Director Richard Kelly And DP Steven Poster Give “Donnie Darko” 4K Restoration Treatment
By: Marjorie Galas
Rarely does a film get a second chance at theatrical distribution, especially if it failed to rake in cash the first time around. Yet cult classic “Donnie Darko” – a box office flop during its 2001 release – will once again be projected on the big screen. Sporting a brand-new 4K restoration, the film kicks off a week-long engagement at the Cinefamily Theater in Los Angeles and the Metrograph in New York on March 31st. From there, it will travel to venues around the US, including Denver, Columbus, Pittsburgh, Phoenix and San Francisco. Recognizing a new generations of fans will encounter “Donnie Darko” in full-screen, cinematic glory continues to dumbfound its writer and director, Richard Kelly.
“This film was beautifully shot by Steven (Poster) and deserves to be seen on a big screen,” said Kelly. “It is hard to believe fifteen years later it is getting a wider release than the original.”
The road to the big screen for “Donnie Darko” was littered with obsticles. Then a 26-year-old USC School of Cinematic Arts graduate, Kelly only had two short film credits to his name when he sought funding for his self-penned, darkly comic mind-bending feature. Beginning and ending with a dramatic plane crashing into Donnie Darko’s (Jake Gyllenhall) room, the film weaves themes regarding self-worth, bullying, love, mental illness and angst through a heady, sci-fi mix of time travel and alternative universes. His script was often well-received during his early quests for financers, but his insistence on directing it was a funding hurdle. Once made, the film premiered at the 2001 Sundance Film Festival and had an impressive, and award-winning, festival circuit run, but fell short of cementing a distribution deal. Kelly feared “Donnie Darko” was destined to a straight to DVD fate when Flower Films, the company co-owned by Drew Barrymore who also has a minor role in the film, assisted in securing the film’s theatrical release. The stumbling block for “Donnie Darko” was the film’s unfortunate release date: October 26, 2001. The nation was still overcoming the horrors of the September 11th terrorist attacks in NYC, and a marketing a film with a pivotal plane crash was a hard sell.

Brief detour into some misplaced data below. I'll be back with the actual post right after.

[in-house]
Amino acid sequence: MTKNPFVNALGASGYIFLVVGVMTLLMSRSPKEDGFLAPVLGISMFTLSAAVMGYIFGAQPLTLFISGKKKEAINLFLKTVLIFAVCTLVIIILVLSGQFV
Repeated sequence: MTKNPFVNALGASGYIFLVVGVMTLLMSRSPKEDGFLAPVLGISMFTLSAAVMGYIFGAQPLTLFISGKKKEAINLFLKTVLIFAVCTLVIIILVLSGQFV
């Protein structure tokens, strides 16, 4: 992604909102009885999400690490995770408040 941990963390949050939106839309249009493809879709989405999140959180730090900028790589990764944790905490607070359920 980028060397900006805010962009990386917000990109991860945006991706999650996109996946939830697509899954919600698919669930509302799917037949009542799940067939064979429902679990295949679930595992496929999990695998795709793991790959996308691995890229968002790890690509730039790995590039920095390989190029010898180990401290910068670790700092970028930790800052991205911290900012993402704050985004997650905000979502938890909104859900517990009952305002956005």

Once the movie was released to VHS in 2002, however, it became profitable, earning a place on the top shelf of cult film classics. Kelly recalls its DVD transfer as “prefunctary, without a lot of oversight.” The quality of the film was never maintained for the subsequent Blue-Ray transfers that followed. In essences, what the majority of “Donnie Darko” fans have seen is nothing like the film Kelly and his DP, Steven Poster, shot. When Arrow Films, the company who acquired the rights to “Donnie Darko”, contacted Kelly in 2016 proposing a 4K conversion, the director was shocked.
“They wanted me to oversee the restoration,” said Kelly. “I talked to Steven, I wanted him to be involved.”
The shooting of “Donnie Darko” was rather unconventional for its time. It’s 35mm film format was a standard choice for the late nineties. What was unusual was the fledgling director’s instance that the film be shot in anamorphic widescreen – a stylistic choice virtual unheard of for independent films during that period. Poster recognized one potential hurdle in using anamorphic for 35mm: it typically requires a lengthy lighting set up. The “Donnie Darko” production was on a tight, 28 day schedule with no flexibility. Shooting with a Panavision Panaflex Millennium camera, Poster decided to use a high speed film stock – along with an assortment of filters – to help reduce the amount of necessary light exposure. Poster, who’s been involved in remastering some of his other projects, was excited to reconnect with Kelly and the film. But first, they had to find the master. Rarely do directors get the master: it falls into the hands of a bevvy of the financiers, producers and distributors.
“Up to 15 entities can own pieces of (a film) so who knows where they go,” said Poster.
Poster’s main hope was that the original be well archived. With a clock running on their restoration timeline, a furious search for the original negatives began. Kelly ultimately tracked them down at the Deluxe studio in London, where they benefitted from appropriate archiving. The negative was scanned and the meticulous process of restoring the film began.
“We had a tremendous amount of creative control,” said Poster, who noted Arrow, like many smaller companies, wants to ensure they get everyone’s creative input when remastering or restoring a title. “I work quickly, but had plenty of time to correct the entire movie.”
For Kelly, returning to the editing suite with Poster was a unique treat. Kelly had stepped away from directing to focus on writing for the past several years. The last feature he’d directed – which also featured Poster as DP – was the 2009 release “The Box.” He found the process to be a bit of a home coming. He was particularly grateful to have Poster’s expertise in handling the restoration process.
“The tools at our disposal were a significant and wonderful gift to any artist. Steven knows how to use these tools artfully,” said Kelly. “He utilizes restrain, you don’t need to overuse them or push the color space. It was important for us to maintain perspective, a sense of naturalism and to be authentic.”
Kelly did take the liberty of enhancing some visual effects in the 4K version that he felt were never fully realized. However, his main focus when converting “Donnie Darko” to 4K was “more about the restoration process.”
“We were able to preserve what was there,” said Kelly.